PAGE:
Safety Professional's roles continue to evolve. New ideas for safety leadership emerge as our understanding of the concept of culture develops. Changes in safety practice are imminent as organizational cultures evolve in response to the emergence of flatter structures, the reality of global competition, and the increased knowledge base of workers (Simon & Carillo 265).
Certain traditional safety assumptions and practices, such as "the safety department is solely responsible for safety," are no longer valid (if they ever were). Other practices are still relevant, for example establishing and providing training for safety teams is important for developing expertise and gaining employee involvement in safety. Superior safety performance requires new practices that may include and go beyond, and in different directions than traditional practices.
Literature about safety culture details typical characteristics of high performing cultures (Peterson 40–45). It is interesting to note the characteristics of leading safety cultures, but how does one establish a leading safety culture in his/her own organization? Everyone wants to enjoy a culture that supports rather than hinders or ignores safety. It is important for leaders to understand the culture they work within, and how to influence culture to improve safety performance.
Culture consists of basic assumptions shared by the members of the group or organization. Schein asserts that a group has a culture when it has had enough of a shared history to form a set of shared assumptions (Schein 12).
Schein defines the culture of a group as:
"A pattern of shared basic assumptions that the group learned as it solved its problems of external adaptation and internal integration, that has worked well enough to be considered valid and, therefore, to be taught to new members as the correct way to perceive, think, and feel in relation to those problems" (Schein 12).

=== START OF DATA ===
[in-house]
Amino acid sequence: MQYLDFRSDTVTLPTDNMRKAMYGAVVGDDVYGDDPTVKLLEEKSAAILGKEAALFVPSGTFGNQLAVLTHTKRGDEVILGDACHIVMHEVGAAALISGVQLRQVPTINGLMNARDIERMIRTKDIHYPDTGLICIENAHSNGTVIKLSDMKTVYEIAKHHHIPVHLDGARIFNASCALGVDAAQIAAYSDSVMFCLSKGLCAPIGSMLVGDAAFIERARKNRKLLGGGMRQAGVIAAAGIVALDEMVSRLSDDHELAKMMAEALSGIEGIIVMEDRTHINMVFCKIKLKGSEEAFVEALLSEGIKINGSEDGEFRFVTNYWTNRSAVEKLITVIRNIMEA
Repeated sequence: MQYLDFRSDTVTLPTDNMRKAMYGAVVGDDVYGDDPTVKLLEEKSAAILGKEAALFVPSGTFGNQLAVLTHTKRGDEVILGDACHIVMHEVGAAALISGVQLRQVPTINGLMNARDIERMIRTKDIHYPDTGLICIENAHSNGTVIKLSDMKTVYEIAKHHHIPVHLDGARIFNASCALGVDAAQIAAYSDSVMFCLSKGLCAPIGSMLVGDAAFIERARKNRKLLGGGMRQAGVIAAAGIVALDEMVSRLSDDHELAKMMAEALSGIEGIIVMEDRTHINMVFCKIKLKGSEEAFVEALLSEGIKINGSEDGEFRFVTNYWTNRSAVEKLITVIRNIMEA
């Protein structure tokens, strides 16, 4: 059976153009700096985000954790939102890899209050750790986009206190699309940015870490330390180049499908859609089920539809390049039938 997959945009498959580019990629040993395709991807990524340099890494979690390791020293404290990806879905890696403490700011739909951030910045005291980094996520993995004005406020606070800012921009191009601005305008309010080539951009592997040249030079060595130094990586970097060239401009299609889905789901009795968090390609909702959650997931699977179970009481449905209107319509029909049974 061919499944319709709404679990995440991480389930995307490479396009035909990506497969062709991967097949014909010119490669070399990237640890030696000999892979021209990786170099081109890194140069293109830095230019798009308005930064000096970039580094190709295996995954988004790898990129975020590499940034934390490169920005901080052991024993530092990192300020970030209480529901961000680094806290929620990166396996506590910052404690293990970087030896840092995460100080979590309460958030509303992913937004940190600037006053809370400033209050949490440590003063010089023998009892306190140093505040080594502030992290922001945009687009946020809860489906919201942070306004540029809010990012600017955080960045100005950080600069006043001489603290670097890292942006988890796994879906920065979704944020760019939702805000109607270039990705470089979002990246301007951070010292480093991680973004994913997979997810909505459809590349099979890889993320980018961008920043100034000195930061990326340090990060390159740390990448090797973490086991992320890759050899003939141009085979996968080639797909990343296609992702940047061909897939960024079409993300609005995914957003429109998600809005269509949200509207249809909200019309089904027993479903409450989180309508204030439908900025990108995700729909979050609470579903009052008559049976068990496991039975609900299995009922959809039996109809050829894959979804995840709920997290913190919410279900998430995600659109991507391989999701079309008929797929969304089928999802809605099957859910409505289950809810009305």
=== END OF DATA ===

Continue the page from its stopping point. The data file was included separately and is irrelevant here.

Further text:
The Health & Safety Executive (HSE, 1991) in England defined safety culture as:
"The product of individual and group values, attitudes, competencies and patterns of behavior that determine the commitment to and the style and proficiency of an organization's safety and health programs. Organizations with a positive safety culture are characterized by communications founded on mutual trust, shared perceptions of the importance of safety and confidence in the efficacy of preventive measures" (emphasis added).
Cooper notes a recurring problem with operationally defining safety culture is specifying the "product" of the culture. As such, Cooper abstracted from Locke & Latham's goal-setting theory to define the product of safety culture as:
"That observable degree of effort by which (all) organizational members direct their attention and actions toward improving safety on a daily basis" (Cooper 31).
Cooper established a practical definition of safety culture that can be measured and tracked. The reader should refer to his article "Safety Culture: A Model for Understanding and Quantifying a Difficult Concept" to learn how to apply the model.